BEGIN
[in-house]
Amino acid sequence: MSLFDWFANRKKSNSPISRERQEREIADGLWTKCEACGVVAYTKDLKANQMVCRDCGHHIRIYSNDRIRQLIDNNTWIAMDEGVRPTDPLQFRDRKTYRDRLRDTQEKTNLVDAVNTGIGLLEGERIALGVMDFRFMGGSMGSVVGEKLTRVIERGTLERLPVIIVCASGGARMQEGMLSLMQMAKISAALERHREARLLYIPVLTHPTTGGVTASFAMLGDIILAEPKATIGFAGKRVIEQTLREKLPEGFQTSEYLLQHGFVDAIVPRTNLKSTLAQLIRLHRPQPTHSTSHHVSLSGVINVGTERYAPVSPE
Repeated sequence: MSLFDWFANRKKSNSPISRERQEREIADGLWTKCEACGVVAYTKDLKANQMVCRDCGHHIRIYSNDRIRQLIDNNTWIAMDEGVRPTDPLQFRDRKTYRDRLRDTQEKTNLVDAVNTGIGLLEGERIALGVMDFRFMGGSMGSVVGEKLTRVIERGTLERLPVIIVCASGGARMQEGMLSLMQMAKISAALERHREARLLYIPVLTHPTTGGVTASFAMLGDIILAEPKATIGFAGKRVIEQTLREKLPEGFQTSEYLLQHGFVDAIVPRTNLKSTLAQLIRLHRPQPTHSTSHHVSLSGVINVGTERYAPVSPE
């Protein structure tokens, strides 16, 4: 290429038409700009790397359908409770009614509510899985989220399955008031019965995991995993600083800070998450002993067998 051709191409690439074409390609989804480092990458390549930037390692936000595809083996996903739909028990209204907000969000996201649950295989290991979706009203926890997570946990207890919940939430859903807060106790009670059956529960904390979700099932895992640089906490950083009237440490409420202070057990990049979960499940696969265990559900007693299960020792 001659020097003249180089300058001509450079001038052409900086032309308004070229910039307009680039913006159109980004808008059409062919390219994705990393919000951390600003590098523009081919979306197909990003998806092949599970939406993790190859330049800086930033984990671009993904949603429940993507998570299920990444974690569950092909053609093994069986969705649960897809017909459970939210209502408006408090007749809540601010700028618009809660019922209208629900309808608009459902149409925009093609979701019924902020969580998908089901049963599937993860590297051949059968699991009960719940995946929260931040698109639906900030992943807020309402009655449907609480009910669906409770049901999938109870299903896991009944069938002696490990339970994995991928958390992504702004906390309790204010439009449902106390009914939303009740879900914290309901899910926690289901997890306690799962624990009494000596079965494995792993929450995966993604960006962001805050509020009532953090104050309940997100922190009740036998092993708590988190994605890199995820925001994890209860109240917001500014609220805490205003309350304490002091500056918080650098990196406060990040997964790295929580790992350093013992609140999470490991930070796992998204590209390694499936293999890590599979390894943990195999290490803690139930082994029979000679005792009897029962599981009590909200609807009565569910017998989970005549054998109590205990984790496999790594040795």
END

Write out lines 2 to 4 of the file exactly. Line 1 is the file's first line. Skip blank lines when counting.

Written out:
Amino acid sequence: MSLFDWFANRKKSNSPISRERQEREIADGLWTKCEACGVVAYTKDLKANQMVCRDCGHHIRIYSNDRIRQLIDNNTWIAMDEGVRPTDPLQFRDRKTYRDRLRDTQEKTNLVDAVNTGIGLLEGERIALGVMDFRFMGGSMGSVVGEKLTRVIERGTLERLPVIIVCASGGARMQEGMLSLMQMAKISAALERHREARLLYIPVLTHPTTGGVTASFAMLGDIILAEPKATIGFAGKRVIEQTLREKLPEGFQTSEYLLQHGFVDAIVPRTNLKSTLAQLIRLHRPQPTHSTSHHVSLSGVINVGTERYAPVSPE
Repeated sequence: MSLFDWFANRKKSNSPISRERQEREIADGLWTKCEACGVVAYTKDLKANQMVCRDCGHHIRIYSNDRIRQLIDNNTWIAMDEGVRPTDPLQFRDRKTYRDRLRDTQEKTNLVDAVNTGIGLLEGERIALGVMDFRFMGGSMGSVVGEKLTRVIERGTLERLPVIIVCASGGARMQEGMLSLMQMAKISAALERHREARLLYIPVLTHPTTGGVTASFAMLGDIILAEPKATIGFAGKRVIEQTLREKLPEGFQTSEYLLQHGFVDAIVPRTNLKSTLAQLIRLHRPQPTHSTSHHVSLSGVINVGTERYAPVSPE
């Protein structure tokens, strides 16, 4: 290429038409700009790397359908409770009614509510899985989220399955008031019965995991995993600083800070998450002993067998 051709191409690439074409390609989804480092990458390549930037390692936000595809083996996903739909028990209204907000969000996201649950295989290991979706009203926890997570946990207890919940939430859903807060106790009670059956529960904390979700099932895992640089906490950083009237440490409420202070057990990049979960499940696969265990559900007693299960020792 001659020097003249180089300058001509450079001038052409900086032309308004070229910039307009680039913006159109980004808008059409062919390219994705990393919000951390600003590098523009081919979306197909990003998806092949599970939406993790190859330049800086930033984990671009993904949603429940993507998570299920990444974690569950092909053609093994069986969705649960897809017909459970939210209502408006408090007749809540601010700028618009809660019922209208629900309808608009459902149409925009093609979701019924902020969580998908089901049963599937993860590297051949059968699991009960719940995946929260931040698109639906900030992943807020309402009655449907609480009910669906409770049901999938109870299903896991009944069938002696490990339970994995991928958390992504702004906390309790204010439009449902106390009914939303009740879900914290309901899910926690289901997890306690799962624990009494000596079965494995792993929450995966993604960006962001805050509020009532953090104050309940997100922190009740036998092993708590988190994605890199995820925001994890209860109240917001500014609220805490205003309350304490002091500056918080650098990196406060990040997964790295929580790992350093013992609140999470490991930070796992998204590209390694499936293999890590599979390894943990195999290490803690139930082994029979000679005792009897029962599981009590909200609807009565569910017998989970005549054998109590205990984790496999790594040795």